What is Time-Money Servitude?
This ain’t a trick question.
It’s as its name suggests. It’s a form of servitude. Servitude of your time and money.
Let’s look at the Cambridge dictionary definition of servitude:
servitude [noun] – the state of being under the control of someone else and of having no freedom.
Now let’s unpack this.
Indentured servitude to “the system” – Enter Jim
You’ve heard it before, seen it and probably lived it yourself.
Jim starts off as a kid, goes to school and tries to get good grades because his parents or teachers told him so.
They tell Jim he needs good grades so he can attend a good college to get a good degree to get a safe secure job.
Jim follows their advice and graduates and before he has even started his career he has over $50,000 (many of Jim’s friends owe more than him so he counts himself “lucky”) in student debt.
Since it’s an employer’s market and there’s an oversupply of college graduates, Jim has to send out a multitude of job applications and finally is “lucky” (or so he is told) enough to land a decent job.
He works hard and diligently for each paycheck but he always wonders where all the money goes. Before he even sees his paycheck, the government helps itself to large share in the form of taxes (not including sales taxes on goods and services) and mandatory student loan repayments kick in.
The balance of the paycheck is further eaten up by things like:
- Utilities (electricity, heating, cooling, water)
- Internet and mobile phone
- Transportation costs (car loan, car maintenance, gas, public transport)
- Food and groceries
- Clothing including professional attire for work (including laundry and dry-cleaning for his suit)
As you can imagine this doesn’t leave Jim with much leftover in savings even though Jim is pretty prudent with his money and doesn’t spend much on entertainment and other “wants.”
The years go by. Jim keeps working hard, lives frugally and always diligently saves 10% of his income. Even so it takes him quite a few years to save for a house deposit. Jim’s parents weren’t wealthy so they couldn’t help him with the down-payment.
Jim finally buys a house and and in his joy posts on Facebook telling all his friends how he “owns” a house now. Of course, really, the bank owns it (miss a couple of payments and see who really owns the house) – which is why the 30 year mortgage has been aptly called the “30 year golden handcuffs.”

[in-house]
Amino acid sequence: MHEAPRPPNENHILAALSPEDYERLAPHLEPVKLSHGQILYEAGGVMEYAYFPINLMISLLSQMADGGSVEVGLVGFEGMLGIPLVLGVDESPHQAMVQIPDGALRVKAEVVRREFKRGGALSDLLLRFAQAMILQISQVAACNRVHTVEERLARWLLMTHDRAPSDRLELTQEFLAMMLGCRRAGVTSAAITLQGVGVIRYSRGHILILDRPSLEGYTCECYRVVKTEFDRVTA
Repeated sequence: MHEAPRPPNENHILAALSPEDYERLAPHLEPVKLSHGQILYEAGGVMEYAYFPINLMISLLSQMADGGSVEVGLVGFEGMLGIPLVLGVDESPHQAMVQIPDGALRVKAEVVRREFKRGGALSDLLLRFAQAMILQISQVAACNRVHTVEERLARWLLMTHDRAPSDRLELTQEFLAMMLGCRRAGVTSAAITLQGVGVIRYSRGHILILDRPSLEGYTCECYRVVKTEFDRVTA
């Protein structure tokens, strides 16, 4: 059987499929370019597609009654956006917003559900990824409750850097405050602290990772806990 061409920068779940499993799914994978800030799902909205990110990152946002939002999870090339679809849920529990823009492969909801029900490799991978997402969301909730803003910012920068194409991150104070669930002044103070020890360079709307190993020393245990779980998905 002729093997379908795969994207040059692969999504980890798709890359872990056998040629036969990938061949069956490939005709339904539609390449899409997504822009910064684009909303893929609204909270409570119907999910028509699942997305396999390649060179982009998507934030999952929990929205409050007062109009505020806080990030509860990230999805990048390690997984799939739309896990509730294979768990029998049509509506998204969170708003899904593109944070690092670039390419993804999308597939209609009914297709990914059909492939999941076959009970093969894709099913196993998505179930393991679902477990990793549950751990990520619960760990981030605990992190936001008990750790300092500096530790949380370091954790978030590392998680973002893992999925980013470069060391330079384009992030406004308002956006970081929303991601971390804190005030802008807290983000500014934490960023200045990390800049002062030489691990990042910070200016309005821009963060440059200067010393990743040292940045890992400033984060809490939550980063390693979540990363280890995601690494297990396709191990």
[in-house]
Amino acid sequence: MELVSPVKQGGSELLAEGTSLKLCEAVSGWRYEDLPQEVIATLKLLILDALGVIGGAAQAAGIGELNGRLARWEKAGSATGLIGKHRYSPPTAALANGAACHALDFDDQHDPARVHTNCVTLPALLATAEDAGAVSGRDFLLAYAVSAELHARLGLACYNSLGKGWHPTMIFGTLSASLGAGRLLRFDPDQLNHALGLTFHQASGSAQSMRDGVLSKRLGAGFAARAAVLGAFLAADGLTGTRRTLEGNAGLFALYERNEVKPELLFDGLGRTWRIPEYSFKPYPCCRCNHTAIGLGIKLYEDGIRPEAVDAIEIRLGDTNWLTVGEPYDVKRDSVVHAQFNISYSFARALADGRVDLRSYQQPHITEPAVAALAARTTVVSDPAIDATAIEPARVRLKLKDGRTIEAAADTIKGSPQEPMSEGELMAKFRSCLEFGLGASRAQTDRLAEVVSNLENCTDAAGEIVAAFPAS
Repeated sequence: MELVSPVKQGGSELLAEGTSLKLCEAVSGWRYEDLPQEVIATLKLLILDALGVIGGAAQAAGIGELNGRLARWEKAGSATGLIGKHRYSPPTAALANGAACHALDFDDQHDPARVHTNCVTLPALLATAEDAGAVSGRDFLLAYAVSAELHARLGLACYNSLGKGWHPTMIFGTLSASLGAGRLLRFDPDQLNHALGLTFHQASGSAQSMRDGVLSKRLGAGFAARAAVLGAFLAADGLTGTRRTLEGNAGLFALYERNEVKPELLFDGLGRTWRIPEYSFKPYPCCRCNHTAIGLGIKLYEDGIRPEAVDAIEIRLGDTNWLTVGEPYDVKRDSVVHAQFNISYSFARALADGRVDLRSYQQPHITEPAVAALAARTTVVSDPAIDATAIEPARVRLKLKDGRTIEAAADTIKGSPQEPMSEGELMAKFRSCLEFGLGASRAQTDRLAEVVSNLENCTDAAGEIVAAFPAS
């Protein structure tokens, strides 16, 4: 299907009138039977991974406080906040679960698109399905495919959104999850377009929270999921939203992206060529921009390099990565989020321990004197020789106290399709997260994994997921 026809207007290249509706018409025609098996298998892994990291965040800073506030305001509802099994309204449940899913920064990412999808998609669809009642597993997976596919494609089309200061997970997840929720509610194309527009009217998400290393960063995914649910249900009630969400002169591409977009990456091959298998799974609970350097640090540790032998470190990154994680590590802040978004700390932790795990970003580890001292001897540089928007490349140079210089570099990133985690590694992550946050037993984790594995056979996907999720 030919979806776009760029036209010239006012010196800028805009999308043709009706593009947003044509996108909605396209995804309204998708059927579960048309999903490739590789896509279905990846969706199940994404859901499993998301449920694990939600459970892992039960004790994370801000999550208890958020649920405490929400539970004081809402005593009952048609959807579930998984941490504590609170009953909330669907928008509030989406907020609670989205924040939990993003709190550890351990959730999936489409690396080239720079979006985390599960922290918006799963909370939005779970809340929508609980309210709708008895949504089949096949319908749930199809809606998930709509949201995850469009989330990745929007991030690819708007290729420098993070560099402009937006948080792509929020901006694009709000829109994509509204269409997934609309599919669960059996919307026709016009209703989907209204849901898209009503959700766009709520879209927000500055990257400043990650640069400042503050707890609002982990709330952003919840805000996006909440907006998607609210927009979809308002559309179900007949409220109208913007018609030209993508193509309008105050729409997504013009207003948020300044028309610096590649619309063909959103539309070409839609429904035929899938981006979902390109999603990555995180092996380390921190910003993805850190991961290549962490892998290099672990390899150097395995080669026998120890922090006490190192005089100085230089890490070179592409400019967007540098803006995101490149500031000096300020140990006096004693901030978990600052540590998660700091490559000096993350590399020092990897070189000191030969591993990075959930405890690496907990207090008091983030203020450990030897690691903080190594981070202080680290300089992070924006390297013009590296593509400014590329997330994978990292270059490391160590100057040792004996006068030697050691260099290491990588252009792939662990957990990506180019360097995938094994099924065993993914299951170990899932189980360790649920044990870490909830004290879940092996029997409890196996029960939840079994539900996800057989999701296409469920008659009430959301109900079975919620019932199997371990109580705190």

Jim is deep in debt now. So he works harder and longer hours hoping for that 10% raise. Of course now he is married and has kids so all his expenses have risen by more than 10% so he works harder still.
He does this year after year, maxes out his 401(k) and before he knows it he’s getting old now – 10 years gone. Now 20. Now 30 years have past.
He wonders where his life has went.
The never-ending cycle of chasing your tail – the Rat Race
He looks back and sees that he has just been running in circles chasing his tail. Like a rat running on a wheel. It’s tiring, a lot of energy is spent, but at the end of the day, the rat isn’t really going far. It’s just like what Shakespeare said, “full of sound and fury, signifying nothing.”
He goes to work in his little cubicle day-in-day-out, bored as ever at his unfulfilling job (Jim was never good at office politics so he never made it out of middle-management). He feels like he is always busy and time poor. He wants to spend more time with his family, kids or on vacations but can never really find the time.
Each month, some money comes in, but each month bills are due and money goes out. It’s a never-ending cycle.
He realises he never really was in control of his time and money and hence his life.
Jim regrets “settling.” He had big dreams when he was younger.
But by now its too late.
Jim represents the average American
Most of us are in the Rat Race, which is a metaphor for running in circles and being trapped in a never-ending cycle. In this case it’s the cycle of lost time and money which is why I call it Time-Money-Servitude (because I feel it’s a more precise term) but they mean the same thing.
It is the modern form of slavery.
If you’re lucky you do this for 30-40 years maybe you can “escape” and retire when you’re old.
If you’re unlucky, the market takes a hit and now your retirement fund ain’t worth much. Your options are to stay in the workforce even longer or take a lifestyle cut and worry about how long more you live – because you’re afraid your savings isn’t enough if you live longer.
Insane isn’t it?
Servitude is the state of being under the control of someone else and of having no freedom. In short, everyone has claims over your time and money over you. That’s exactly what it is like to be in the Rat Race, which is another name for Time-Money-Servitude. First and foremost you are under the control (“owned by”) of your employer. They make big claims on your time in exchange for money. But before you yourself get your share of the money, the government, banks and many other corporations lay claims to your money. This results in a never-ending cycle which ends up consuming most of your life.
If you’re reading this, it’s not too late yet. You can engineer your escape from the Rat Race. The way to do that is through Entrepreneurship.